Because they would eventually forget the word of God (Hs 4:6), they would create their own religiosity. Once they had established their own religious rites, ritual and ceremonies, especially their own immoral behavior in reference to the practice of their religion, they would then “hire” priests and prophets to promote their religion. The priests and prophets of their religiosity would then impose on them their religion in order to maintain their supported positions as priests and prophets.
In all this the people would forsake the word of God. Because the people would eventually become ignorant of what their “Bibles” said, they would shift from the authority of God’s word to their own religious authorities. They would move from God to the gods that they would create after their own imagination.
Moses and Aaron had been warned forty years before Deuteronomy was written of Israel’s lean toward creating idolatrous religiosity. The Israelites were a stubborn and stiffnecked people who wanted to do their own thing (See Ex 32:9; 33:3,5). A few months after being delivered from the polygamist religious culture of their Egyptian captors, and while at the foot of Mount Sinai, the people revealed that they were at that time prone to “evil.”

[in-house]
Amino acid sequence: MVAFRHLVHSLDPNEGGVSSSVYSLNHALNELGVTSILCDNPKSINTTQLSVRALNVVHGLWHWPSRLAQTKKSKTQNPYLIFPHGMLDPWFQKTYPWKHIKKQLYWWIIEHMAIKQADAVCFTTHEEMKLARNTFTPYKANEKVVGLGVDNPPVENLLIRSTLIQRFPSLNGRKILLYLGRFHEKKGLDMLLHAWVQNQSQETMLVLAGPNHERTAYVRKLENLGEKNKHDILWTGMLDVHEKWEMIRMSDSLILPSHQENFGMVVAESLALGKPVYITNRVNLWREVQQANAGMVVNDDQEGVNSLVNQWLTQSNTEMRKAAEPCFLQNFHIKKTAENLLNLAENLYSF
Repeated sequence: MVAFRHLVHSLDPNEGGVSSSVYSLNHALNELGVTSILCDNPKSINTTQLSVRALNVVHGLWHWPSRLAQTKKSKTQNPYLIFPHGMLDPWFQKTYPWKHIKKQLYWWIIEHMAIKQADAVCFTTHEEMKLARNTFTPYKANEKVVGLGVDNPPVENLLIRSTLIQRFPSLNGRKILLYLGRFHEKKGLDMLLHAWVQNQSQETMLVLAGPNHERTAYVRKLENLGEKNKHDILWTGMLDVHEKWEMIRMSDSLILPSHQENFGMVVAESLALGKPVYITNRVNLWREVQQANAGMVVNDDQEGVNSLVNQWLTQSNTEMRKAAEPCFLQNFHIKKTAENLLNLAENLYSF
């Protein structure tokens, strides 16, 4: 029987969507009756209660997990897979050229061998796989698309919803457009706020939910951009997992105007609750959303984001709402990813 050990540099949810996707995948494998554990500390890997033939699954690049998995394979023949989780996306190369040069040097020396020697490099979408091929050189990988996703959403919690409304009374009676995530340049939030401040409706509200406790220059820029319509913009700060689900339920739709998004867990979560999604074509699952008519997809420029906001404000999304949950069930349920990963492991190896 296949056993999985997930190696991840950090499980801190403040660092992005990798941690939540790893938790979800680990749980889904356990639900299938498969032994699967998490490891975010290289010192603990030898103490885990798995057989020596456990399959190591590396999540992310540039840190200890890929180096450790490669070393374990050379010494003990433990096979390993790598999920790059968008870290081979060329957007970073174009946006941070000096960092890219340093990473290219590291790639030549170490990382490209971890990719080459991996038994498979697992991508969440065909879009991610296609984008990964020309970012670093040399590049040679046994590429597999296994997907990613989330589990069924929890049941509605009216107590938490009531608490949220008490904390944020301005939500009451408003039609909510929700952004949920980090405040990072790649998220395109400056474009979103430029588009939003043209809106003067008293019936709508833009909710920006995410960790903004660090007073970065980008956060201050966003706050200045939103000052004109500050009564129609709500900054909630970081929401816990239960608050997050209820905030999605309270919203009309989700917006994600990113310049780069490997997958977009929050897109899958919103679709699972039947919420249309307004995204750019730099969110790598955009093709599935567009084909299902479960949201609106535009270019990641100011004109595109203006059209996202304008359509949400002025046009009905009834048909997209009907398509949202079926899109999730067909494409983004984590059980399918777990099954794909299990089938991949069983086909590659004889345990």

This “evil” was defined by what Aaron said to Moses after Moses came down from Mount Sinai with two stone tablets of God’s commandments in his arms. Aaron justified himself for building the golden calf by saying that the people demanded of him, “Make us gods that will go before us” (Ex 32:23). In other words, the people wanted gods who would do what they wanted them to do, that is, they wanted to be the authority of their own faith. And so, Aaron made the golden calf that was a symbol of self-imposed religiosity. This was “evil,” and this is a description of most of the religious world today. We seek a faith that is based on the validation of the word of God, therefore, when we struggle with our faith, we study our Bibles. We do not seek a “miracle.” We do not need a faith that must be constantly and empirically validated by touching the nail holes in the hands of Jesus or the wound in His side (See Jn 20:24-29).